Preparing for Change: Banks Anticipate Compliance Costs with New TCS on Card Spends

Banks Brace for Compliance Costs with TCS on Card Spends

Increase in compliance costs for banks

As the implementation date of the 20% Tax Collection at Source (TCS) on international credit card spends approaches, banks and credit card issuers in India are preparing for the challenges and increased compliance costs that lie ahead. The introduction of the TCS measure from 1 July is expected to have a significant impact on the industry.

Also read: Shocking Secrets Of The New TCS Amendments Revealed!

Operational challenges and increased costs

Industry experts anticipate operational challenges and an overall increase in compliance costs for banks and credit card issuers. Monitoring the liberalised remittance scheme in real-time at an industry level is deemed unfeasible, requiring institutions to invest in automation to the fullest extent possible. However, despite these efforts, there will likely be operational hurdles in the short term.

Complications in compliance and monitoring

One of the complexities lies in the obligation for banks to pay the TCS on behalf of their clients before claiming the amount from them. This situation can lead to complications if customers dispute or cancel transactions afterward. Additionally, executing these regulations poses operational challenges that are not straightforward.

Impact on customers and credit limits

The amended rules under the Foreign Exchange Management Act specify that international credit card spending will attract a 20% TCS, up from the previous 5%. However, individual credit card expenses up to Rs. 7 lakh per financial year, as well as expenses related to medical, educational, and training purposes, will be exempt from the TCS.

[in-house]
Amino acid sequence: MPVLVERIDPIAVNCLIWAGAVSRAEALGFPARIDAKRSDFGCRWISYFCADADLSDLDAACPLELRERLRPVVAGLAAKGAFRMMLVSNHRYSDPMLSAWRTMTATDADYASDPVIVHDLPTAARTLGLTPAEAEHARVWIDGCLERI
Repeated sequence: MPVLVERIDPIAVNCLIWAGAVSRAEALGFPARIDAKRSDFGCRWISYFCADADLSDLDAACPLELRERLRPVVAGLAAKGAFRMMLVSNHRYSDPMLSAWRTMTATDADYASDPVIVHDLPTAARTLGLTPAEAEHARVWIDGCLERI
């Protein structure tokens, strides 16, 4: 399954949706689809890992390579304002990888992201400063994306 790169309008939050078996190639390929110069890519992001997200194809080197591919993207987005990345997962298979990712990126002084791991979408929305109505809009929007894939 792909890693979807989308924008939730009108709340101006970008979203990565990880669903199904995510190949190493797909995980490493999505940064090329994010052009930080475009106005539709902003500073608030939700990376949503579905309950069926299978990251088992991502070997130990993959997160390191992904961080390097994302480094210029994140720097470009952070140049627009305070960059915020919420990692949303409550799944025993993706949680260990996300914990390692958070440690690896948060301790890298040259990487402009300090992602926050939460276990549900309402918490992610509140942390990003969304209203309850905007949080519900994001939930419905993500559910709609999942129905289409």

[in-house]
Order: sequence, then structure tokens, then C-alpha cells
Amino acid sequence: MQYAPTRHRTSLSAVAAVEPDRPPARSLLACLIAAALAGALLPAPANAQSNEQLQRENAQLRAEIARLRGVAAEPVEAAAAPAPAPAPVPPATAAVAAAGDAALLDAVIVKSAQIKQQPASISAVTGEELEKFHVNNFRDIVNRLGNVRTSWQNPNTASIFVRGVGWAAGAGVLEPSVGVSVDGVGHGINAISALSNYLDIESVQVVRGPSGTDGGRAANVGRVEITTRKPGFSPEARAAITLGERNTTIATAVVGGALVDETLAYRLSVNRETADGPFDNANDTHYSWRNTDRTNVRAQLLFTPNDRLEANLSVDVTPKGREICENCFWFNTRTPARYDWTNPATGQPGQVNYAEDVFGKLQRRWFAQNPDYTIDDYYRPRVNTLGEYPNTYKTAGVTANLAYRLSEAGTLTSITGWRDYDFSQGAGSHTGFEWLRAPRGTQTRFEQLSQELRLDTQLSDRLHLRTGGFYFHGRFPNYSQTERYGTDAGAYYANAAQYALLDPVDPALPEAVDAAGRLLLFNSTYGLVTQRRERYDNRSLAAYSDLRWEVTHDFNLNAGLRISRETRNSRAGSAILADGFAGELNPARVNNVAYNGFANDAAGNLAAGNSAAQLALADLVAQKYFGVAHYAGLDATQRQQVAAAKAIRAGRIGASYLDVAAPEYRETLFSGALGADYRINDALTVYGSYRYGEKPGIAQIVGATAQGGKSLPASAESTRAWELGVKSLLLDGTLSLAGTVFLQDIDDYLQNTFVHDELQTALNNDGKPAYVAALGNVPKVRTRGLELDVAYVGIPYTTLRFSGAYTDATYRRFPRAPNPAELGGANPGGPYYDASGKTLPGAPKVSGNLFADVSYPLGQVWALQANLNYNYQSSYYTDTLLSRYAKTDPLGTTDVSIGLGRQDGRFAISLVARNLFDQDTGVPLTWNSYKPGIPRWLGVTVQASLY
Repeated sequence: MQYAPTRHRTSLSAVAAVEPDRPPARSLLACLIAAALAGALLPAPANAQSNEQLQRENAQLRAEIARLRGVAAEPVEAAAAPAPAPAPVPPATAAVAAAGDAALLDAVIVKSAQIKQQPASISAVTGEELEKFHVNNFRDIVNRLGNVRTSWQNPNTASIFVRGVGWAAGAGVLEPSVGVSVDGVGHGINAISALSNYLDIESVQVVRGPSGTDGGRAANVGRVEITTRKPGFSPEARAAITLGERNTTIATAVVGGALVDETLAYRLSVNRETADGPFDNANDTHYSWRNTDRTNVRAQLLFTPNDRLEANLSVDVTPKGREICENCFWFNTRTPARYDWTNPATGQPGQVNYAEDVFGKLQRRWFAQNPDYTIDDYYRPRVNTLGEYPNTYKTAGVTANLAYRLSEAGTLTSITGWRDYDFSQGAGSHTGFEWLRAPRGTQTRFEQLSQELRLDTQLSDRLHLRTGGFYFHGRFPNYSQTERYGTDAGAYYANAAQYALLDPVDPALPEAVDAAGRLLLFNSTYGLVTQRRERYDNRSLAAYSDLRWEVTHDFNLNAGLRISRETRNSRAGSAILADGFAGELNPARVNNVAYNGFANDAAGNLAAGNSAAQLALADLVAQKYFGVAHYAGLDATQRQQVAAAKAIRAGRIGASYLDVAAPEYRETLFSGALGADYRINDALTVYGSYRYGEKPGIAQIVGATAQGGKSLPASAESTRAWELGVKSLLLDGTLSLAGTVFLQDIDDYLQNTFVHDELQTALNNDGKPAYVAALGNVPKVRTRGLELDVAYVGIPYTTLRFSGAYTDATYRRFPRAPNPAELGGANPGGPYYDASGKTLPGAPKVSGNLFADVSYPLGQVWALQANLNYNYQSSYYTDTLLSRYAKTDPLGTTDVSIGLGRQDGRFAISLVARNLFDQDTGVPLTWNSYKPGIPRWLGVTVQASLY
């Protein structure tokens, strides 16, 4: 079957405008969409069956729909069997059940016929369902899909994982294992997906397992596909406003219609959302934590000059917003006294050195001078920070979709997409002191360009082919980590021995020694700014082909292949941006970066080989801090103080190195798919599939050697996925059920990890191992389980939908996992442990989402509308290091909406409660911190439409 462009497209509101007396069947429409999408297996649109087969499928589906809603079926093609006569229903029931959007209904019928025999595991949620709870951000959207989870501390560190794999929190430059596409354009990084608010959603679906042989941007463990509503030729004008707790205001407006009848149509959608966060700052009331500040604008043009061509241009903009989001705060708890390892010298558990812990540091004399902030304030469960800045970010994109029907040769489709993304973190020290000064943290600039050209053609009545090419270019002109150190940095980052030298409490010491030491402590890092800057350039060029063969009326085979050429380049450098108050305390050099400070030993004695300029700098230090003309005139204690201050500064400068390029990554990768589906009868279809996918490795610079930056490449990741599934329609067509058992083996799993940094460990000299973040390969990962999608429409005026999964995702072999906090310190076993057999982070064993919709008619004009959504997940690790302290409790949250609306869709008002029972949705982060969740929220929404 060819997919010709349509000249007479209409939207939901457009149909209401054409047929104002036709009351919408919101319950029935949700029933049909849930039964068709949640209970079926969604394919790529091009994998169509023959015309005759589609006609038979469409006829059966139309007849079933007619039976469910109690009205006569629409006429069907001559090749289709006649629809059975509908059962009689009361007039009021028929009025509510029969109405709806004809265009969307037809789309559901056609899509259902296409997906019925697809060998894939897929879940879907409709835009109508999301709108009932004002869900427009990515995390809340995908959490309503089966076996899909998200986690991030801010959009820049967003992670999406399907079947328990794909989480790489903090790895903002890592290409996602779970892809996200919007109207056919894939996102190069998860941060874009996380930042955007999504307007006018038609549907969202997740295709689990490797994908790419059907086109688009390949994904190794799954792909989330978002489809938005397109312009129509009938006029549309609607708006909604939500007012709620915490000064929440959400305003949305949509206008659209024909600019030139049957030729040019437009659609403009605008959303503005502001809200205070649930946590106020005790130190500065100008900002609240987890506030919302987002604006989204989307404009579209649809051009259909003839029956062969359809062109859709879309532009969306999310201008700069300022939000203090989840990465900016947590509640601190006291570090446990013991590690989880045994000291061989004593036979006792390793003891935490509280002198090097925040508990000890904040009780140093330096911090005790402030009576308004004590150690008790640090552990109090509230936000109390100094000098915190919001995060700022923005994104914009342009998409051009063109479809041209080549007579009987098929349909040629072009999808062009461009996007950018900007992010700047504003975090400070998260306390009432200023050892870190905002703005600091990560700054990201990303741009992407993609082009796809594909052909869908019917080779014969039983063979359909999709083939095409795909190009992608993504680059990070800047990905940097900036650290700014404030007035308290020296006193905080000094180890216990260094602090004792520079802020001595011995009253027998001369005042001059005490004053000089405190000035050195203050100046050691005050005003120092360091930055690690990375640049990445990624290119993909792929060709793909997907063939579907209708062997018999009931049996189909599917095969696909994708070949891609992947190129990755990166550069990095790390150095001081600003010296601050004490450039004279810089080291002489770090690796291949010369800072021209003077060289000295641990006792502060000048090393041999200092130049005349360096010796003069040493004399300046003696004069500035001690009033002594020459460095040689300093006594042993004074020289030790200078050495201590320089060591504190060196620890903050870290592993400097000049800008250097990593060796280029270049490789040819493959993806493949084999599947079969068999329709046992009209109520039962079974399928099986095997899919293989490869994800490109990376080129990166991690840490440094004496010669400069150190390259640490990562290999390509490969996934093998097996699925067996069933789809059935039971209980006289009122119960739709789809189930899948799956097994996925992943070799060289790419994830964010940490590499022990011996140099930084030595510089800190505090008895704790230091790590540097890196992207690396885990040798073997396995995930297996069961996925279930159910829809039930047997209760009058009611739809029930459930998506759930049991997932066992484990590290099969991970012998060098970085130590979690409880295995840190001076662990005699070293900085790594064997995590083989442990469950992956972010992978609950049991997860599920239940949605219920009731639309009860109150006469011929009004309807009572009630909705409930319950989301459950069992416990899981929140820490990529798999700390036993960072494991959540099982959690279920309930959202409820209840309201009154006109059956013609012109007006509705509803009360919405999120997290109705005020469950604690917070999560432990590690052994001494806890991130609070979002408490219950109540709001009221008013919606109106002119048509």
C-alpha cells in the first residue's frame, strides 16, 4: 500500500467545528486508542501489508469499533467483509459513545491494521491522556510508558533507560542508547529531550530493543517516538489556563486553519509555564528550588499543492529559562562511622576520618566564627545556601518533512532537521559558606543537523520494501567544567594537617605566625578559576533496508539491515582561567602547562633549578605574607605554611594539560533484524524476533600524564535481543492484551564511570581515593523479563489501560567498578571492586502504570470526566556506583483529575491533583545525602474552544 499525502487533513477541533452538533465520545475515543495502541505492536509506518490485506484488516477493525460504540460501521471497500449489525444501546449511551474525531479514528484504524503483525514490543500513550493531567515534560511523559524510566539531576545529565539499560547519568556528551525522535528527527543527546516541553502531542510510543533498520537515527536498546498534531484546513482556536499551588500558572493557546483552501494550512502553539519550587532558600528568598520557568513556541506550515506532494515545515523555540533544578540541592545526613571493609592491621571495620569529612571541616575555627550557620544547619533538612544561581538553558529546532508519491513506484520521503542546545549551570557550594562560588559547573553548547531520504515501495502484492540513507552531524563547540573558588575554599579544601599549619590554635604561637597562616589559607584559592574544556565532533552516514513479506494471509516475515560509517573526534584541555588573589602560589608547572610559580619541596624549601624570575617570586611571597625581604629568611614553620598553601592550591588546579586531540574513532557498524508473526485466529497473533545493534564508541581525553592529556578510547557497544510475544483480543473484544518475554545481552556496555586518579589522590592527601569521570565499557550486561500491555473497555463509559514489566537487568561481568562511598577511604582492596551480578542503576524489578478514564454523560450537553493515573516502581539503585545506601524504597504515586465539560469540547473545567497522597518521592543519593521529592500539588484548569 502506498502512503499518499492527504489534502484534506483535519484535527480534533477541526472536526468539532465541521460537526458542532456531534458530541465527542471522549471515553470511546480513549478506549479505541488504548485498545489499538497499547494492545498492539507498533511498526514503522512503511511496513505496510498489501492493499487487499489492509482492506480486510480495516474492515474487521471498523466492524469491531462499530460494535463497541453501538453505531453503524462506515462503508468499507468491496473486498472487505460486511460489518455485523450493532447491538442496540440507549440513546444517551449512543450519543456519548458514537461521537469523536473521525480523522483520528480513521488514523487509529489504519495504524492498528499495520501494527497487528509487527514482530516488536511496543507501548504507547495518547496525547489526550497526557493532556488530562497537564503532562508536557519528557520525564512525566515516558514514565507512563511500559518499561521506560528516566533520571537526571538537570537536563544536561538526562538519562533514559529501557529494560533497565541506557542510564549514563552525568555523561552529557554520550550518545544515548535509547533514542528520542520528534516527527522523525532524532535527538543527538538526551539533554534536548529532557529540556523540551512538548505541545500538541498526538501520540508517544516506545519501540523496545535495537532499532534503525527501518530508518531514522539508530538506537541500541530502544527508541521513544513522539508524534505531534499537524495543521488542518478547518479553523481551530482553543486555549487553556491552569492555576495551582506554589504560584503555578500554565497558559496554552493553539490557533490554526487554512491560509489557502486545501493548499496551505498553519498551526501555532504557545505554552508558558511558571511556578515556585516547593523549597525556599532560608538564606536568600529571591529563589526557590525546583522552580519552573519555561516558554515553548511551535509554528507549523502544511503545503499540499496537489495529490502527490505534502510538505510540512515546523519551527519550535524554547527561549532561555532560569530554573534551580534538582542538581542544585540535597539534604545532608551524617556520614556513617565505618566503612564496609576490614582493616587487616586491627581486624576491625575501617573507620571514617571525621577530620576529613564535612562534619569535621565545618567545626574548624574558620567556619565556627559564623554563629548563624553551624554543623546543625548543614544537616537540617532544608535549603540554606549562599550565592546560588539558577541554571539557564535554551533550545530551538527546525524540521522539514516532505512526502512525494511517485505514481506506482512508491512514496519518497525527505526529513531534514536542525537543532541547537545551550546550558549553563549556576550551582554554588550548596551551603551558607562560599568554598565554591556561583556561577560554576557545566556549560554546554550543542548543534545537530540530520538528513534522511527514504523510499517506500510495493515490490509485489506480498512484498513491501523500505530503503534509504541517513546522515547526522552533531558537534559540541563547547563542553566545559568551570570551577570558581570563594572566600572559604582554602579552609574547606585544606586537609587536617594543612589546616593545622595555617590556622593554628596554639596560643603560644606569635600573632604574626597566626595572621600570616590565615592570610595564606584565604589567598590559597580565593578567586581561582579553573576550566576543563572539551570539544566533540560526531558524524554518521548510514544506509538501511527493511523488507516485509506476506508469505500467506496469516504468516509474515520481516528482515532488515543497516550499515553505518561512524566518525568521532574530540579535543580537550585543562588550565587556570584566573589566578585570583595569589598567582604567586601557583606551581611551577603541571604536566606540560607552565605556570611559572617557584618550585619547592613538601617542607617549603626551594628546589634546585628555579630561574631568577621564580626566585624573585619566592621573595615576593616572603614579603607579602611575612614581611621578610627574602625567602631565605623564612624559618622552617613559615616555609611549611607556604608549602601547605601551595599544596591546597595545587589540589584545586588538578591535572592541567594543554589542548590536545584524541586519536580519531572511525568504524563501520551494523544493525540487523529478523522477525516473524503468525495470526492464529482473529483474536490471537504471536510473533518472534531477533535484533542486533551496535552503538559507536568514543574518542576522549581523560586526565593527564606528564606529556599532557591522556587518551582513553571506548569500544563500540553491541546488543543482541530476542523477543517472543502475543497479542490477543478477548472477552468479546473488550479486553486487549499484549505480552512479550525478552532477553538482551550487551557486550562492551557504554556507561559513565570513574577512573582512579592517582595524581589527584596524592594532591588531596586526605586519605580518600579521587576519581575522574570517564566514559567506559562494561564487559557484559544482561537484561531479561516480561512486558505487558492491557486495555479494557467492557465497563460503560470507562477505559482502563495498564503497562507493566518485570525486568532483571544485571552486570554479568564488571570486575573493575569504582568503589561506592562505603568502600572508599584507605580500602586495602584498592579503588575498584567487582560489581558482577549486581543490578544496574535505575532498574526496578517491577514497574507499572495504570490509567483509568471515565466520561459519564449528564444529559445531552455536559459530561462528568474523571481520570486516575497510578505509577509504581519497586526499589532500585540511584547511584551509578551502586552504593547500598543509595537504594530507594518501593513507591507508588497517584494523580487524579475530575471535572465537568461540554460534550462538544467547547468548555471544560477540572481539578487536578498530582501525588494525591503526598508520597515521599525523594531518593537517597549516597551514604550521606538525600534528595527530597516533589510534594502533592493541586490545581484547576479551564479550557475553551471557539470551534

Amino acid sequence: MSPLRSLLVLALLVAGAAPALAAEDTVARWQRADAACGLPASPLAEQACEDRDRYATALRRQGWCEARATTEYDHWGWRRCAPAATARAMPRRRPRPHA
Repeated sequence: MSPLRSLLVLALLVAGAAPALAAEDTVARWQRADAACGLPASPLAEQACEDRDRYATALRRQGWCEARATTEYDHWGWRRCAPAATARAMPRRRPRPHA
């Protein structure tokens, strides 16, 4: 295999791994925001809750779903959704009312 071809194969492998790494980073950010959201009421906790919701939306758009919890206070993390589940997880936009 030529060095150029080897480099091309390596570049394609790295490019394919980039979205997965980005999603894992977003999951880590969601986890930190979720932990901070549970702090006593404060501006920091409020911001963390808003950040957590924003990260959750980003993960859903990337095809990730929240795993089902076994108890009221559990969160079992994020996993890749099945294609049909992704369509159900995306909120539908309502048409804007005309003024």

Customers exceeding the Rs. 7 lakh limit will face a reduction in their credit limit, affecting their ability to spend. Furthermore, the convenience of using credit cards for international transactions will be impacted, as customers may be required to provide documentation to justify the sources of income used for their foreign tour payments.

Also read: Planning To Send Money Abroad? Know About The New TCS Rate Applicable From July 1, 2023

Compliance and documentation requirements

Credit card companies will need to differentiate between transactions subject to the TCS and those that are exempted. Establishing systems to ensure timely compliance and requiring users to maintain necessary documentation, such as invoices, receipts, and bank statements, will be crucial. Users will need to prove that their foreign tour payments comply with all regulatory requirements.

Modifications to systems and processes

Experts emphasise that banks and credit card issuers will need to modify their systems and processes to ensure accurate and timely collection and remittance of taxes. This will involve upgrading IT infrastructure, enhancing reporting capabilities, and providing staff training to adhere to the revised regulations. Consequently, compliance costs for banks and financial institutions are expected to increase.

Customer communication strategies

In anticipation of the challenges that lie ahead, banks are considering the development of customer communication strategies and channels. This proactive approach aims to address any queries or concerns related to the revised regulations, ensuring customers have a clear understanding of the changes and their implications.

Preparing for the future

As the implementation date approaches, banks and credit card issuers are aware of the need to be proactive in adapting to the new TCS norms while mitigating the impact on their customers. Upgrading systems, enhancing compliance measures, and maintaining effective communication channels will be key to navigating the complexities of the revised regulations successfully.

Also watch: TCS on Foreign Remittance


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